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NEWS | June 15, 2022

9th MSC Sgt. Thomas Hunt claims Expert Soldier Badge

By Spc. Mason Runyon 9th Mission Support Command

Sgt. Thomas Hunt of the 9th Mission Support Command (MSC)’s U.S. Army Pacific Support Unit (USARPAC-SU) Detachment Japan, claimed his Expert Soldier Badge (ESB) in an official competition hosted by U.S. Army Japan from April 11 to April 23.

Hunt, who has been a part of the Army Reserve since October of 2021, thoroughly enjoys the competitive nature and challenge that events like the ESB have to offer.

“We used to do that kind of stuff in the Marine Corps,” Hunt said. ”We used to have competitions all the time and I used to really enjoy those.”

Hunt, who hails from Hebron, Connecticut, enlisted in the U.S. Marine Corps in 2013, where he was on active duty for 5 years before leaving the Marines to get his business administration degree from the University of Maryland.  

According to U.S. Army Training and Doctrine Command (TRADOC), the ESB is an Army special skills badge that is awarded to soldiers who complete the tough, realistic, and mission focused testing, but do not serve in the infantry, medical, or Special Forces branches.  It demonstrates individual Soldier competencies and abilities to perform Skill Level 1 Warrior Tasks and brigade commander-selected tasks.

“It represented to me a lot of the stuff I missed in the military and hence why I came back,” Hunt shared. “I met people I would have never met and instantly became friends with them because we were going through something.”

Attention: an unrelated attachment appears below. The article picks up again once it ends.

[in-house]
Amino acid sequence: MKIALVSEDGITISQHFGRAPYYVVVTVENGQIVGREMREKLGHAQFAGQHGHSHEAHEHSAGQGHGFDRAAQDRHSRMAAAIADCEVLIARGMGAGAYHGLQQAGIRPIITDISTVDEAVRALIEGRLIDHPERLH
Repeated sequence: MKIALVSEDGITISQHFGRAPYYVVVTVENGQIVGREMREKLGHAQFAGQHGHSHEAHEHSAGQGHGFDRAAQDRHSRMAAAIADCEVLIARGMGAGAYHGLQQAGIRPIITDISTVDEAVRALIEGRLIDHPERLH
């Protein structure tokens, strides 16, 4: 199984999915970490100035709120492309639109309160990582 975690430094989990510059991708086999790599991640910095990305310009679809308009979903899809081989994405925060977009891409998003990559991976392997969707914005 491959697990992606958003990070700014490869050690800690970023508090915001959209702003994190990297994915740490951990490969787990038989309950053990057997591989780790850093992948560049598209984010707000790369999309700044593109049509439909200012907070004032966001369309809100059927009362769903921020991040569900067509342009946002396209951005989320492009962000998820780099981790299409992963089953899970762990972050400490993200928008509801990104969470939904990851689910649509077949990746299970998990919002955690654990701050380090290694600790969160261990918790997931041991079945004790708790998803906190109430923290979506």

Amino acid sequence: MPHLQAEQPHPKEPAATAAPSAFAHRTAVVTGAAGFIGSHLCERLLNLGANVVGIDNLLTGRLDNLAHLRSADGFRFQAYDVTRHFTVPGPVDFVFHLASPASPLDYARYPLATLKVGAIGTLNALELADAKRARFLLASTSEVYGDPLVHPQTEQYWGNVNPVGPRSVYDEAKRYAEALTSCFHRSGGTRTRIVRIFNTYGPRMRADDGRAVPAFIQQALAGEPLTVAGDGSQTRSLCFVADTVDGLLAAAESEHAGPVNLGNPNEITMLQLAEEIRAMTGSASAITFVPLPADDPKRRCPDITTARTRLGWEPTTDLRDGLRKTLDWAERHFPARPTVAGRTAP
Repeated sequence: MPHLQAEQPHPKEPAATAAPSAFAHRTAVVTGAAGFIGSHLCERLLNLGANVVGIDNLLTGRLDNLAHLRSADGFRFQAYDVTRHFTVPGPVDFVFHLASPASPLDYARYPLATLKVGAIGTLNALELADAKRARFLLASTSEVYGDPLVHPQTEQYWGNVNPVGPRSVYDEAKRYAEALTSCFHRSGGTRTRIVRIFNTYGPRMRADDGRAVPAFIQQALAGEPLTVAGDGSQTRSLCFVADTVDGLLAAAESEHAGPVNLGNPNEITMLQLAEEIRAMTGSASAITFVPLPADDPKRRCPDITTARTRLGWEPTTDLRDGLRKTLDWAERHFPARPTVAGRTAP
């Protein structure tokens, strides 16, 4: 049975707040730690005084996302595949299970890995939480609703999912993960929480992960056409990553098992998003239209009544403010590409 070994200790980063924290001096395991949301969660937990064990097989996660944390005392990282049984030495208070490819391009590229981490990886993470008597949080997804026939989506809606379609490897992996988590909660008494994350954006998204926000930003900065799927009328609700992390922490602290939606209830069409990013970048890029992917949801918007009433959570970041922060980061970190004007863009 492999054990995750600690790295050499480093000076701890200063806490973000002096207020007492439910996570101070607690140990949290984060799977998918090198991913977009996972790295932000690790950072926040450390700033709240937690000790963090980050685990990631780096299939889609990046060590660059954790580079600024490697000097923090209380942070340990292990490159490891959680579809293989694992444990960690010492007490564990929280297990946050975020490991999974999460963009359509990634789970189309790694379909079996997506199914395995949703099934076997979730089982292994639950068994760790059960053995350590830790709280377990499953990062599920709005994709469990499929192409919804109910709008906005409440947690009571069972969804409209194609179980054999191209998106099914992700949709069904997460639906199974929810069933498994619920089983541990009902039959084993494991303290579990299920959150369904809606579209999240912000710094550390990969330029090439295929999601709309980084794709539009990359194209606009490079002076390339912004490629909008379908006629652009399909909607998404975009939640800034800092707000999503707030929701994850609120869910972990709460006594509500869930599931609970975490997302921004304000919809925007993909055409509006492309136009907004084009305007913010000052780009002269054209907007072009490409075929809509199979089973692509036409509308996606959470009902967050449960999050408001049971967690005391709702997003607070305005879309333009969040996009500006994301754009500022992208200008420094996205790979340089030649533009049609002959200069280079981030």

When it comes to skills that make up the event, tasks such as day and night land navigation courses, ruck marches, 9-line MEDEVAC (medical evacuation), weapons qualifications, and plenty of other tasks are regularly a part of the event.

“It was definitely a lot harder, testing wise, than I thought it was going to be because everything has to be exactly as the book lays out,” Hunt said. “It's the first or the second thing in the military that I thought I could possibly fail at… It was a lot more difficult than I thought.”

While his command was looking for volunteers for support staff for the competition, Hunt raised his hand and asked to participate in the event. 

“Luckily I have a really good command, they’re very supportive,” Hunt said. “I got an email back almost immediately from my commander saying, ‘Absolutely, if you want to try, no problem we will get you in.’”

It is common for some of the tasks to vary from event to event, based on the commander’s discretion.

“It’s up to a commander, I believe at a brigade level, who will pick five tasks for you to test out on instead of doing some of the more infantry based tasks,” Hunt explained. “Over here in Japan there was a large number of MPs (Military Police) that went through, so they added ‘how to apply progressive levels of force’ or we had ‘searching a detainee in a tactical environment’.”

When asked what the most challenging part of the entire ESB experience was for him, Hunt said it was the patrol lanes, simply because he had never programmed a radio before in his life.